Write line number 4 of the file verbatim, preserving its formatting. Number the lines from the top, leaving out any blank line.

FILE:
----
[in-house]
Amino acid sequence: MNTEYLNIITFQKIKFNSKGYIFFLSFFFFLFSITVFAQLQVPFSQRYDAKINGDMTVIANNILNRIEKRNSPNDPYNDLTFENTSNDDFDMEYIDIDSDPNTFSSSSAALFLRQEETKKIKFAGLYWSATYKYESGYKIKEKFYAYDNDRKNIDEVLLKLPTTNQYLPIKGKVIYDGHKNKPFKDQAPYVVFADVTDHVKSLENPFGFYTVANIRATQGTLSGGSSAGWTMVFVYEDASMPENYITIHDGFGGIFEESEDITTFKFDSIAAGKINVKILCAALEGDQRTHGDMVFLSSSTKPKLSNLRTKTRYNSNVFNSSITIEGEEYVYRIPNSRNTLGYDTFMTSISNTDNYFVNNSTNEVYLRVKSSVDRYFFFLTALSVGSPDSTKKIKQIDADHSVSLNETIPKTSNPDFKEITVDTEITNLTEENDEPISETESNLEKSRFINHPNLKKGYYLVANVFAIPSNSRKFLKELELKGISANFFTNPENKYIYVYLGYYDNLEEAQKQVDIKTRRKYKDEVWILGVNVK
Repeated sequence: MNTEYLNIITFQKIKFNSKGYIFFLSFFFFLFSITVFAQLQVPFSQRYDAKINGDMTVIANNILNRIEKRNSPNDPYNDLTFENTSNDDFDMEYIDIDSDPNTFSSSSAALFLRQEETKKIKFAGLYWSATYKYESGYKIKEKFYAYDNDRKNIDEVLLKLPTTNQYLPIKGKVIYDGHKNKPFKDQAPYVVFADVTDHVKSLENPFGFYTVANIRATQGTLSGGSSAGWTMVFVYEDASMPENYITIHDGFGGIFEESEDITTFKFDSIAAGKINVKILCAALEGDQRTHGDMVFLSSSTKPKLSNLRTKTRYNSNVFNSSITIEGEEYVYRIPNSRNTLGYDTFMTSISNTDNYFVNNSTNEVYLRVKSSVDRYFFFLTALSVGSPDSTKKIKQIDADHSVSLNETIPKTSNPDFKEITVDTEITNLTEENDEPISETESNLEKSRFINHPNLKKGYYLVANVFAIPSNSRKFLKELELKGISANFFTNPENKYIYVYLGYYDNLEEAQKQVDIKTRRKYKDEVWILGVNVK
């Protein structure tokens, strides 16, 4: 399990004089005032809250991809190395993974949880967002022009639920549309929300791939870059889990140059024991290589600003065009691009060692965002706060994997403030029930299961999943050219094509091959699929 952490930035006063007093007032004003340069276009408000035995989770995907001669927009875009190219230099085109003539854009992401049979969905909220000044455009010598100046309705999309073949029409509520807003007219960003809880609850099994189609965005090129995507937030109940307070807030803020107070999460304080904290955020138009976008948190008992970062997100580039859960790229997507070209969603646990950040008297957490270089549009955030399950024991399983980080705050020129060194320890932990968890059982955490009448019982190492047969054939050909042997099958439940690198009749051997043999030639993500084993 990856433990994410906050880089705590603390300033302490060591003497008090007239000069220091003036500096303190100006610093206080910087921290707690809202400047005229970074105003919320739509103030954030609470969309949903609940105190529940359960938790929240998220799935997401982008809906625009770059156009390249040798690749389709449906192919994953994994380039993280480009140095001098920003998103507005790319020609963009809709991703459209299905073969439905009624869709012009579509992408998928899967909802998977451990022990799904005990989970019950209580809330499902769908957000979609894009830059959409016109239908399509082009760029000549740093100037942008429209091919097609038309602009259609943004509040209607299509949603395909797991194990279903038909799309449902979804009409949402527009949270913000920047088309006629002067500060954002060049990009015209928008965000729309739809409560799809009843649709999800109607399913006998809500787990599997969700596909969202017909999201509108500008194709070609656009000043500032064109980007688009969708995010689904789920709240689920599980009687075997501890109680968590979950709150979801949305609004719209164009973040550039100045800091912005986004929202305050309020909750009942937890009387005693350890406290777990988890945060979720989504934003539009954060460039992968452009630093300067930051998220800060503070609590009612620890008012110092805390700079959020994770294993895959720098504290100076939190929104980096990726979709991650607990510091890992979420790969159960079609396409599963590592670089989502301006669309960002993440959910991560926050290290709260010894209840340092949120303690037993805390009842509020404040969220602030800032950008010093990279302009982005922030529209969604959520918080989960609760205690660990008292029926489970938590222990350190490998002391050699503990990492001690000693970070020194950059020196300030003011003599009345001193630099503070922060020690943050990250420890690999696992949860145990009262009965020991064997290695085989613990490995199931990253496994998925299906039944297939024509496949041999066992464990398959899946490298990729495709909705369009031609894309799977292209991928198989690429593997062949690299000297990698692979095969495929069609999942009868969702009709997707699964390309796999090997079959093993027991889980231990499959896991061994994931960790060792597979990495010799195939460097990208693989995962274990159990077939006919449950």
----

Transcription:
């Protein structure tokens, strides 16, 4: 399990004089005032809250991809190395993974949880967002022009639920549309929300791939870059889990140059024991290589600003065009691009060692965002706060994997403030029930299961999943050219094509091959699929 952490930035006063007093007032004003340069276009408000035995989770995907001669927009875009190219230099085109003539854009992401049979969905909220000044455009010598100046309705999309073949029409509520807003007219960003809880609850099994189609965005090129995507937030109940307070807030803020107070999460304080904290955020138009976008948190008992970062997100580039859960790229997507070209969603646990950040008297957490270089549009955030399950024991399983980080705050020129060194320890932990968890059982955490009448019982190492047969054939050909042997099958439940690198009749051997043999030639993500084993 990856433990994410906050880089705590603390300033302490060591003497008090007239000069220091003036500096303190100006610093206080910087921290707690809202400047005229970074105003919320739509103030954030609470969309949903609940105190529940359960938790929240998220799935997401982008809906625009770059156009390249040798690749389709449906192919994953994994380039993280480009140095001098920003998103507005790319020609963009809709991703459209299905073969439905009624869709012009579509992408998928899967909802998977451990022990799904005990989970019950209580809330499902769908957000979609894009830059959409016109239908399509082009760029000549740093100037942008429209091919097609038309602009259609943004509040209607299509949603395909797991194990279903038909799309449902979804009409949402527009949270913000920047088309006629002067500060954002060049990009015209928008965000729309739809409560799809009843649709999800109607399913006998809500787990599997969700596909969202017909999201509108500008194709070609656009000043500032064109980007688009969708995010689904789920709240689920599980009687075997501890109680968590979950709150979801949305609004719209164009973040550039100045800091912005986004929202305050309020909750009942937890009387005693350890406290777990988890945060979720989504934003539009954060460039992968452009630093300067930051998220800060503070609590009612620890008012110092805390700079959020994770294993895959720098504290100076939190929104980096990726979709991650607990510091890992979420790969159960079609396409599963590592670089989502301006669309960002993440959910991560926050290290709260010894209840340092949120303690037993805390009842509020404040969220602030800032950008010093990279302009982005922030529209969604959520918080989960609760205690660990008292029926489970938590222990350190490998002391050699503990990492001690000693970070020194950059020196300030003011003599009345001193630099503070922060020690943050990250420890690999696992949860145990009262009965020991064997290695085989613990490995199931990253496994998925299906039944297939024509496949041999066992464990398959899946490298990729495709909705369009031609894309799977292209991928198989690429593997062949690299000297990698692979095969495929069609999942009868969702009709997707699964390309796999090997079959093993027991889980231990499959896991061994994931960790060792597979990495010799195939460097990208693989995962274990159990077939006919449950």